Introduction: Accumulating evidence has demonstrated an association between periodontal infectious agents, such as Porphyromonas gingivalis, and vascular disease. Tissue factor (TF) and its specific tissue factor pathway inhibitor (TFPI) are produced by vascular cells and are important regulators of the coagulation cascade.
Materials and methods: To assess the role of P. gingivalis in atherothrombosis, we infected primary human aortic smooth muscle cells (HASMC) with either P. gingivalis 381, its non-invasive mutant DPG3, or heat-killed P. gingivalis 381. Levels and activity of TF and TFPI were measured 8 and 24 hours after infection in cell extracts and cell culture supernatants.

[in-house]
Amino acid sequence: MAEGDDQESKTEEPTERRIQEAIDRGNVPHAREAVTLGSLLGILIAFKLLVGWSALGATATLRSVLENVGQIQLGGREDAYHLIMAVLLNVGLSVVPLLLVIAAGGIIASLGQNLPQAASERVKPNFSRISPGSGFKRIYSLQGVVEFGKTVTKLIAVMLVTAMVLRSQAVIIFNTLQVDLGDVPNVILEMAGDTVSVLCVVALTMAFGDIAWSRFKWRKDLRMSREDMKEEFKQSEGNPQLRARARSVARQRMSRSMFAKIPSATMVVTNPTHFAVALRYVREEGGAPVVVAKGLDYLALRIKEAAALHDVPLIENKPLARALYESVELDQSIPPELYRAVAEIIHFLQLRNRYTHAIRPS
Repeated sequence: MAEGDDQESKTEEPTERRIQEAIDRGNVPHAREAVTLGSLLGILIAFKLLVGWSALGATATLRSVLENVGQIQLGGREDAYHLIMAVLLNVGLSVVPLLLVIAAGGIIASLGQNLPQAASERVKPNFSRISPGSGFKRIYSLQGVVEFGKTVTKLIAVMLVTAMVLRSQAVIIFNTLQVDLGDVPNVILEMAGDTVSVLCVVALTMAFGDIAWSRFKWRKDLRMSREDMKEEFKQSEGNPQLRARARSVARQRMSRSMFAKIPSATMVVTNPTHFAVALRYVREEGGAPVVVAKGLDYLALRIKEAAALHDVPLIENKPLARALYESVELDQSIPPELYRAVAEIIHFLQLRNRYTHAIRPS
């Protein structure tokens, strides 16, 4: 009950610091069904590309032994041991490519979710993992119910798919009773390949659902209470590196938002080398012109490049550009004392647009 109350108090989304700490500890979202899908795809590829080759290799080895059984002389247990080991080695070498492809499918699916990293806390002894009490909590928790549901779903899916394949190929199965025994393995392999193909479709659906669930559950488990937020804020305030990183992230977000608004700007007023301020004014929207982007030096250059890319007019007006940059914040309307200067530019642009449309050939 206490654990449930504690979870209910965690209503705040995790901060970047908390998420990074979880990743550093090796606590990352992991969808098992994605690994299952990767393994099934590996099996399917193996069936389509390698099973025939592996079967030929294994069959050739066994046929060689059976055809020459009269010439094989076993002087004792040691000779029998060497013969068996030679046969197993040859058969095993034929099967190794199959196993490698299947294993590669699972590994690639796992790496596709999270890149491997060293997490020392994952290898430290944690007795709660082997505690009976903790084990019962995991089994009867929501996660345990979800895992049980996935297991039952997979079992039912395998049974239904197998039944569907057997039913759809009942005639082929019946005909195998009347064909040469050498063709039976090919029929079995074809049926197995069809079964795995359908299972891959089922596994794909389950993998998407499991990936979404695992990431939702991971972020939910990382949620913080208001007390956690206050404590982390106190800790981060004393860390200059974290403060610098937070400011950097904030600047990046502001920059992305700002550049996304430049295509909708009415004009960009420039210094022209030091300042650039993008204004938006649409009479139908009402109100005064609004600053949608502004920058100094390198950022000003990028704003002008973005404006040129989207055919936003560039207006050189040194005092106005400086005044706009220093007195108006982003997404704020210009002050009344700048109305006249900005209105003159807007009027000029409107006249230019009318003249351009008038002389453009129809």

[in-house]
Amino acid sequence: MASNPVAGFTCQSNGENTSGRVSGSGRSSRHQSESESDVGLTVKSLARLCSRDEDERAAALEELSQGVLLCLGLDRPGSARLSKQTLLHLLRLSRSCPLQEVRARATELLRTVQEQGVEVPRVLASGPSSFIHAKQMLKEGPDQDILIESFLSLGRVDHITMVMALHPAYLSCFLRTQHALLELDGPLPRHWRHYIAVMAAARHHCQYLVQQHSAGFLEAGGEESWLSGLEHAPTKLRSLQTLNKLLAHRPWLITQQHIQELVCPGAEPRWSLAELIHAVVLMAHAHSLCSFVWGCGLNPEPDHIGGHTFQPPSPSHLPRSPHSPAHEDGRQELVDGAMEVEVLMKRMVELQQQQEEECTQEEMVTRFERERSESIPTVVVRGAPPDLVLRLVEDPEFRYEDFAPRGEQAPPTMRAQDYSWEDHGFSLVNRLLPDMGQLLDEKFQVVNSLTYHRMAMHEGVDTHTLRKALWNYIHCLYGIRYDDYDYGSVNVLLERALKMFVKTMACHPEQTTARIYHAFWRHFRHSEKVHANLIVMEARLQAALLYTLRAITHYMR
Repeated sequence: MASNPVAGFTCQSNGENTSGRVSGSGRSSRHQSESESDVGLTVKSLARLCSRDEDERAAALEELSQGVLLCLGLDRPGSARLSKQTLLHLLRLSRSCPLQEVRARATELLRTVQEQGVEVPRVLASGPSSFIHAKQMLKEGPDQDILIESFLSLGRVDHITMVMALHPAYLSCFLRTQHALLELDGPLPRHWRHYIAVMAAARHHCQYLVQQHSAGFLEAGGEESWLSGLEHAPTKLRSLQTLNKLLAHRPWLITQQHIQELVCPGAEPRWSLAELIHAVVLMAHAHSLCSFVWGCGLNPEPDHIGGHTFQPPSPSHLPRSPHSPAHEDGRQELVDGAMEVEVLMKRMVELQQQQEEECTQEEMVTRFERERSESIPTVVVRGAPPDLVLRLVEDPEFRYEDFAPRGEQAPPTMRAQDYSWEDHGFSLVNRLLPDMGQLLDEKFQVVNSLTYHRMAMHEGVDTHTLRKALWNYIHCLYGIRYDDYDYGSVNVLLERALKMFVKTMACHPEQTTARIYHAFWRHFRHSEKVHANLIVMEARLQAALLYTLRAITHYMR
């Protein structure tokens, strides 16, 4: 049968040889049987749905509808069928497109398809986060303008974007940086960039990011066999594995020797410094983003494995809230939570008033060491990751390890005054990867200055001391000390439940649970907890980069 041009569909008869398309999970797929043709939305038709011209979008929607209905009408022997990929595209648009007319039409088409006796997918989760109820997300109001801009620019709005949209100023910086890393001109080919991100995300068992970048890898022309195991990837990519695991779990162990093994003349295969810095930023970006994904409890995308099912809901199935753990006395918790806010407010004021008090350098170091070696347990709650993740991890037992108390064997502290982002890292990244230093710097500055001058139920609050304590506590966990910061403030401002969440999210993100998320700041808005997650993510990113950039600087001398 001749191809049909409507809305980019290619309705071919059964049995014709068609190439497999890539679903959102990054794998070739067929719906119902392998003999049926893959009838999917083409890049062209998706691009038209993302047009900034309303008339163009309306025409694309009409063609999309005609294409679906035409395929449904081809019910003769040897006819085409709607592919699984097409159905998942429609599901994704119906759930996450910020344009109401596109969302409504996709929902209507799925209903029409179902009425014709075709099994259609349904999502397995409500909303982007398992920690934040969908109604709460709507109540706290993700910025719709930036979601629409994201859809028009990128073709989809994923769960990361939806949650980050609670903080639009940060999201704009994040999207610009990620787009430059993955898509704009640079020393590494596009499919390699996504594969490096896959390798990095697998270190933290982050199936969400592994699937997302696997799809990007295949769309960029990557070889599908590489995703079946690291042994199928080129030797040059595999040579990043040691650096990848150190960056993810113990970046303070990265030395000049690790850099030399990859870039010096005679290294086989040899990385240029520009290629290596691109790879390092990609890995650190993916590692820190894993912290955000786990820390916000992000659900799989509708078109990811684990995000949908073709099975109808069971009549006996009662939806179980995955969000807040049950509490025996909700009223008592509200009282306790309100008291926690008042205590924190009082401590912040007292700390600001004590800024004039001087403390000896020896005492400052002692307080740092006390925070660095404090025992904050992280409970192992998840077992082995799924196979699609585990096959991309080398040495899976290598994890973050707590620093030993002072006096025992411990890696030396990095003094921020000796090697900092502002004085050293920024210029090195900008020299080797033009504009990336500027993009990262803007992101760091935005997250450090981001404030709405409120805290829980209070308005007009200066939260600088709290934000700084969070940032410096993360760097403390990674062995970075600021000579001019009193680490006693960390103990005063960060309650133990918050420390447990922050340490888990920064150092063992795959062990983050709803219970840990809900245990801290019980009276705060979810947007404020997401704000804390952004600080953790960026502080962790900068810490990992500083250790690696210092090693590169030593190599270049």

Results: P. gingivalis 381 did not affect total TF antigen or TF activity in HASMC, but it significantly suppressed TFPI levels and activity compared to uninfected control cells, and those infected with the non-invasive mutant strain or the heat-killed bacteria. Further, P. gingivalis' LPS (up to a concentration of 5 microg/ml) failed to induce prothrombotic effects in HASMC, suggesting a significant role for the ability of whole viable bacteria to invade this cell type.
Conclusion: These data demonstrate for the first time that infection with a periodontal pathogen induces a prothrombotic response in HASMC.